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ORIGINAL ARTICLE
Year : 2019  |  Volume : 67  |  Issue : 4  |  Page : 464-471

Oral azithromycin and oral doxycycline for the treatment of Meibomian gland dysfunction: A 9-month comparative case series


Clinica Baviera Barcelona, Barcelona, Spain

Correspondence Address:
Dr. Giacomo De Benedetti
c/o Clinica Baviera, Av. Diagonal 170 - Barcelona
Spain
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Source of Support: None, Conflict of Interest: None


DOI: 10.4103/ijo.IJO_1244_17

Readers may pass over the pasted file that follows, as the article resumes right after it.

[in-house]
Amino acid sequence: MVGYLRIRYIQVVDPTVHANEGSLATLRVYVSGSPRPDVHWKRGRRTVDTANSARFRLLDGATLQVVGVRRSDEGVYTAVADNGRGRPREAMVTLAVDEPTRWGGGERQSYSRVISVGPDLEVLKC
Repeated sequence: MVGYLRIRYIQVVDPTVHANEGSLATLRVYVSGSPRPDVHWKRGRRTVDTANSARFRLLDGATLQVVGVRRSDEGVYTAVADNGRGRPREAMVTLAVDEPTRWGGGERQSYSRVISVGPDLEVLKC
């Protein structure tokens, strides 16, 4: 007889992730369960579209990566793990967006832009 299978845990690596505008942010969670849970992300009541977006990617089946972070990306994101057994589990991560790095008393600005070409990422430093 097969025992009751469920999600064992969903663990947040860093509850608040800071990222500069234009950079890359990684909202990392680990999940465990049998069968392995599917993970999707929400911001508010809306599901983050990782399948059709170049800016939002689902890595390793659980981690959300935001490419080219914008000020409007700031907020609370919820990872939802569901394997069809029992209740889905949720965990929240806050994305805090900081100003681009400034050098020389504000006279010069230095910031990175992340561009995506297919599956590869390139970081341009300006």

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Purpose: To compare the efficacy and safety profile of oral azithromycin with that of doxycycline over 9 months in patients experiencing failure with conservative and topical treatment for Meibomian gland dysfunction (MGD), to assess recurrence of MGD, and to determine the number of treatments required. Methods: This is a randomized controlled trial with a cross-over design at a tertiary care center. In all, 115 consecutive patients underwent a complete ophthalmological examination before being randomly assigned to oral treatment with doxycline (4 g for 30 days) or azithromycin (1.25 g for 5 days). Patients were evaluated at 3, 6, and 9 months. Therapy was switched or conservative management maintained according to signs and symptoms. Results: In the azithromycin group, 83.25% of the patients were stable after one treatment, 16.5% needed a further one or two treatments (some had previously been switched to doxycycline), and 5.77% did not improve despite treatment. In the doxycycline group, 33.79% of patients were stable after one treatment, 66.21% needed a further one or two treatments (some had previously switched to azithromycin), and 29.41% did not improve despite treatment (P < 0.05). Minimal gastrointestinal adverse effects (nausea, diarrhea, abdominal cramp, and decreased appetite) were reported, mostly unchanged at the follow-up visits. At the first visit, more adverse effects were reported in the doxycycline group (14/51, 24%) than in the azithromycin group (3/52, 6%; P < 0.005). Conclusion: Both antibiotics were effective and safe for treating patients with persistent MGD, although azithromycin was superior when the reduced dose and the shorter course of therapy (5 days vs. 4 weeks) were taken into consideration. Given the chronic nature of the disease and the improvement in some signs with minimal adverse effects, a shorter therapy seems a safer and more logical alternative to longer regimens.


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